Tokyo Tourist

Having just returned from my fifth trip to Tokyo, I think I’m finally comfortable offering some tips, tricks and a short-list of fun sights to see. This is by no means a comprehensive list. It’s just enough to facilitate your basic mobility needs and your curiosity. I’ll start with the airport.


Tokyo Travel StickerTerminal One at Narita International Airport is part airport, part train station, and part shopping mall. Your other international hubs have cute stores and all, but how many choices of kitch and foodstuffs and ramen shops can you find? Chances are you won’t find half as many as you do at Narita. The trick is that you have to hit both sides of T1 if you want to catch ‘em all. Unfortunately you’ll be locked into one or the other, depending on your airline. Worry not, wayward traveler, you win on either side.


I’m still searching for the best way to get to downtown Tokyo from the airport. Right now I’m getting a full-fare ticket on the Narita Express (NEX) on the JR East railway. Unfortunately you have to pay cash, about 3,000 yen, if you want to use the automated machines. Your western credit cards won’t work in them. If all you’ve got is your Visa, you’ll have to wait in line and get it from an agent. If it’s your first time in JP, you might want to do that anyway. Some of the machine jibber jabber can be a bit confusing for a non-native, even when you set the language to English.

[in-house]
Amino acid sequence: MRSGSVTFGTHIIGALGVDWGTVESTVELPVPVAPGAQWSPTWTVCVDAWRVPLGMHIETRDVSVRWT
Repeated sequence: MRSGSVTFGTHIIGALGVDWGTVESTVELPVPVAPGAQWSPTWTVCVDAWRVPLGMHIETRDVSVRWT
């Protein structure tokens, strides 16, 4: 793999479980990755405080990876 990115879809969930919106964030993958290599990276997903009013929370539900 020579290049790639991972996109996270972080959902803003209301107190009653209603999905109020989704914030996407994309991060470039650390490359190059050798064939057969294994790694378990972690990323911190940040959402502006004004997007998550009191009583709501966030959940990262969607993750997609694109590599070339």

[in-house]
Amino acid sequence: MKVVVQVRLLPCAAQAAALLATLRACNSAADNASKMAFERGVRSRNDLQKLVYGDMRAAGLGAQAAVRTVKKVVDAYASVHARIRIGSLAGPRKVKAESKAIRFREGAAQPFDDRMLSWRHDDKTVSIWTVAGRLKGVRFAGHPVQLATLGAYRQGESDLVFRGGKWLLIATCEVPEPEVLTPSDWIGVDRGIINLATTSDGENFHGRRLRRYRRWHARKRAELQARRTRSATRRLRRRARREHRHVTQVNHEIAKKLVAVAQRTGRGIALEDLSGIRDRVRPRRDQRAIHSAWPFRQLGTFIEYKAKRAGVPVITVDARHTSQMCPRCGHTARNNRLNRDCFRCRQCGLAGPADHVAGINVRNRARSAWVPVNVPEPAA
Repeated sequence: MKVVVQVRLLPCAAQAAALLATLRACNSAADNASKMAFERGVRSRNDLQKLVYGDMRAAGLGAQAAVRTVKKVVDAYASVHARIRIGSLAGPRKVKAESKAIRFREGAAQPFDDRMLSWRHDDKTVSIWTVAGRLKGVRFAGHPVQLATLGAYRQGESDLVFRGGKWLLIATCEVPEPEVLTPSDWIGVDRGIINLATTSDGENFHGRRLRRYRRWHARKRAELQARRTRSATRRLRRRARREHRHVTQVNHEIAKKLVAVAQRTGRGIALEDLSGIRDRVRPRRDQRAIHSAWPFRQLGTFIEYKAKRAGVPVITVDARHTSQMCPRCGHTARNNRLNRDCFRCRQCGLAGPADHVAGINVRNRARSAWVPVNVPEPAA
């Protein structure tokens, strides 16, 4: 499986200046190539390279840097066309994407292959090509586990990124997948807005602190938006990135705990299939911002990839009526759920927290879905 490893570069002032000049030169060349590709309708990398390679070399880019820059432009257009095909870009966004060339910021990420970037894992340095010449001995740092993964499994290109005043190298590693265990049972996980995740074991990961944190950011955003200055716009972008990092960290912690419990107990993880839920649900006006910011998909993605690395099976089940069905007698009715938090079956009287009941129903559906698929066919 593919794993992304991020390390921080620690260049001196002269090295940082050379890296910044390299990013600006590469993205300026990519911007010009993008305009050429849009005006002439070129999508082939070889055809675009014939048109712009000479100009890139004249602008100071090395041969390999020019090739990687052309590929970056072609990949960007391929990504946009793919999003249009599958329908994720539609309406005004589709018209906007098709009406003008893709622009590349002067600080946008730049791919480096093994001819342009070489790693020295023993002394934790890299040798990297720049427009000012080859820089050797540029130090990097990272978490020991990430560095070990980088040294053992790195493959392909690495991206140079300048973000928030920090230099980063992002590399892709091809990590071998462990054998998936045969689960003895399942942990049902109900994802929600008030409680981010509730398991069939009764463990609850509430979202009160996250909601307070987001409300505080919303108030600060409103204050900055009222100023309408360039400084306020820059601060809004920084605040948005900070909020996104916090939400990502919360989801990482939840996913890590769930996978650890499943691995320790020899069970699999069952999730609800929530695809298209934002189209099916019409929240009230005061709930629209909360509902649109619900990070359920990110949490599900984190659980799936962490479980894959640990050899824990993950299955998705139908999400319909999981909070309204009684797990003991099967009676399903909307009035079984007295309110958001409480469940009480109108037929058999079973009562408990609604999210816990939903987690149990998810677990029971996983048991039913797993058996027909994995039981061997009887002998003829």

Getting a ticket to Shibuya will put you into one of the central transit hubs in Tokyo. Almost all the commuter trains run though the big station. If you’ve packed light you might consider popping your head above ground to check out the famous Shibuya crossing. You know that big 3-way intersection that they show in movie clips, the one where masses of Japanese humanity all cross the street at once? That’s Shibuya. Go grab a Starbucks and head to the second floor of the cafe for the best view.

From Shibuya you can grab a train to your hotel. Google maps is your friend and will tell you which line and stop. The commuter train stops are not only named in English, they also have numbers. Just be sure you’re heading in the right direction.

A note about rush hour – it’s as packed as you’ve heard and often times there are agents squeezing every last passenger onto the trains. Be mindful of the big pink stickers on train car windows. They indicate that those cars are for women only during rush hour. Japanese commuter trains, with their squeezy-tight manifests, can leave ample opportunity for the rare, gross gropy man to cop a feel. It’s a problem. There’s the solution – pink cars.